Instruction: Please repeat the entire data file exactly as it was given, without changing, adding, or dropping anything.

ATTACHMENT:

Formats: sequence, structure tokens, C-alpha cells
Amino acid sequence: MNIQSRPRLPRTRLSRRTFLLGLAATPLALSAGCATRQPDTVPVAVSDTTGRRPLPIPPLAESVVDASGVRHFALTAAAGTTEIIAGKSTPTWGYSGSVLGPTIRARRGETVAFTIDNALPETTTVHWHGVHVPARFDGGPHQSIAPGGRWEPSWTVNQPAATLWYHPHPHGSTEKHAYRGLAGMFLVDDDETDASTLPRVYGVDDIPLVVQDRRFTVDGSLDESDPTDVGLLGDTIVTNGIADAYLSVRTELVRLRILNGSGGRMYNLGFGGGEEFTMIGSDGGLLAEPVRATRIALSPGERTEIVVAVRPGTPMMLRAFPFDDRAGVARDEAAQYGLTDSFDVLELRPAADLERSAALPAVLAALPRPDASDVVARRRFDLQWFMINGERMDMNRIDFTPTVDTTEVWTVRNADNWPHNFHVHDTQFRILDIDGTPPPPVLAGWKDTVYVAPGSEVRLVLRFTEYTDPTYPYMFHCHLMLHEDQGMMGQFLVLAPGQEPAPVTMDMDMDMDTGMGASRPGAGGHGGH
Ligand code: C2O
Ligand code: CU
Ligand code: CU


Formats: sequence, structure tokens, C-alpha cells
Amino acid sequence: MNIQSRPRLPRTRLSRRTFLLGLAATPLALSAGCATRQPDTVPVAVSDTTGRRPLPIPPLAESVVDASGVRHFALTAAAGTTEIIAGKSTPTWGYSGSVLGPTIRARRGETVAFTIDNALPETTTVHWHGVHVPARFDGGPHQSIAPGGRWEPSWTVNQPAATLWYHPHPHGSTEKHAYRGLAGMFLVDDDETDASTLPRVYGVDDIPLVVQDRRFTVDGSLDESDPTDVGLLGDTIVTNGIADAYLSVRTELVRLRILNGSGGRMYNLGFGGGEEFTMIGSDGGLLAEPVRATRIALSPGERTEIVVAVRPGTPMMLRAFPFDDRAGVARDEAAQYGLTDSFDVLELRPAADLERSAALPAVLAALPRPDASDVVARRRFDLQWFMINGERMDMNRIDFTPTVDTTEVWTVRNADNWPHNFHVHDTQFRILDIDGTPPPPVLAGWKDTVYVAPGSEVRLVLRFTEYTDPTYPYMFHCHLMLHEDQGMMGQFLVLAPGQEPAPVTMDMDMDMDTGMGASRPGAGGHGGH
Ligand code: C2O
Ligand code: CU
Ligand code: CU